Anglers, Spear Fishers, Marina Operators, Charter Captains, Crew, and Scientists in Florida Work Together To Improve Management and Assessment of Atlantic Red Snapper
Find out about the results of the 2017 Red Snapper sampling on the Atlantic coast.
Researchers at FWC’s Fish and Wildlife Research Institute (FWRI) rely on recreational anglers and professional captains to help them gather important information about the Atlantic Red Snapper fishery. The South Atlantic Fishery Management Council manages the Red Snapper fishery in Atlantic federal waters (beyond 3 nautical miles) off the coasts of Florida, Georgia, South Carolina and North Carolina; however, the majority of recreational harvest occurs off the east coast of Florida. The Red Snapper stock was determined to be overfished in 2009 and, as the Atlantic population continues to recover, recreational harvest of Red Snapper has only opened for short periods over one to three weekends in recent years. The short seasons provide an opportunity for researchers in Florida to collect biological data from harvested Red Snapper that helps monitor the stock’s recovery. Each day of the Red Snapper season, recreational boating activity is monitored at ocean inlets, and biologists stationed at boat ramps and marinas along Florida’s east coast interview boat parties about their trips offshore and collect biological information from harvested fish. This information is used to provide fishery managers with a precise estimate of the numbers of Red Snapper harvested during the recreational season to ensure fishing is sustainable. The specialized survey for Red Snapper on the east coast of Florida was developed over three years (2012-2014) and was a collaborative effort between researchers from FWRI and fishery managers from the National Marine Fisheries Service (NMFS). The methods and results were published in 2017 and the article is available from the FWRI library.
Charter vessel operators also work cooperatively with FWRI researchers during the Atlantic Red Snapper season by filling out log sheets and returning them in the mail, providing details about their fishing trips during telephone interviews, and by allowing biologists to collect samples from harvested fish at the dock. Operators of large headboats report their fishing activity year-round to National Marine Fisheries Service (NMFS), and the vessels are not sampled in Red Snapper surveys conducted by FWRI. Data from all of these surveys are used together to gather more precise information on the numbers of Red Snapper harvested by recreational anglers and spear fishers during the recreational season.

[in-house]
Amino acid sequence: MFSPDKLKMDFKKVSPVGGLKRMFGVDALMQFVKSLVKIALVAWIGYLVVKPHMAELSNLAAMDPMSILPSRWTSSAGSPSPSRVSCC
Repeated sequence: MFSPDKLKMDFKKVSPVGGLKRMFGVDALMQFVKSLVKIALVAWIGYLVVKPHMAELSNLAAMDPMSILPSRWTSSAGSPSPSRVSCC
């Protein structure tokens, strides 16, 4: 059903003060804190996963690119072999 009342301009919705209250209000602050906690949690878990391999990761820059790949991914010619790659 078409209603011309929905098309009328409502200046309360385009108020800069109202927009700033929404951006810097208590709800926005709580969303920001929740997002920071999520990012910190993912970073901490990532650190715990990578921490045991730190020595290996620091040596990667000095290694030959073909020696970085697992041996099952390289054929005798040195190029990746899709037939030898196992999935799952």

In 2017, the Atlantic Red Snapper season was open two weekends in November; however, poor weather conditions off the east coast of Florida prevented many anglers from fishing. Preliminary data collected by FWRI was shared with federal fishery managers to help with their decision to re-open the season for an additional weekend in December. The additional three days provided anglers a better opportunity to harvest the allowable limit.
Over the nine days that the season was open, anglers fishing from private boats off the east coast of Florida harvested an estimated 5,390 Red Snapper and charter boat anglers harvested an estimated 898 Red Snapper.
Anglers and charter operators allowed researchers to collect biological information from 728 harvested Red Snapper that may be used to determine the size, weight, age, sex and genetic composition of the population. The mean weight of red snapper caught by anglers and spear fishers fishing from private boats was 7 pounds, and fish caught from charter boats averaged 8.8 pounds. A final report from the sampling efforts in Florida during 2017 was provided to the National Marine Fisheries Service, and data will be included in an updated assessment for the Atlantic Red Snapper stock.
During the 2018 Atlantic Red Snapper season, FWRI researchers will once again be asking anglers and charter vessel operators to assist with data collection efforts. Researchers appreciate anglers and captains taking time to participate in surveys and for allowing biologists to sample their catch. The Red Snapper sampling effort on the east coast of Florida is a great example of scientists, anglers, spear fishers, and charter captains working together to collect high quality data to manage Florida’s fisheries.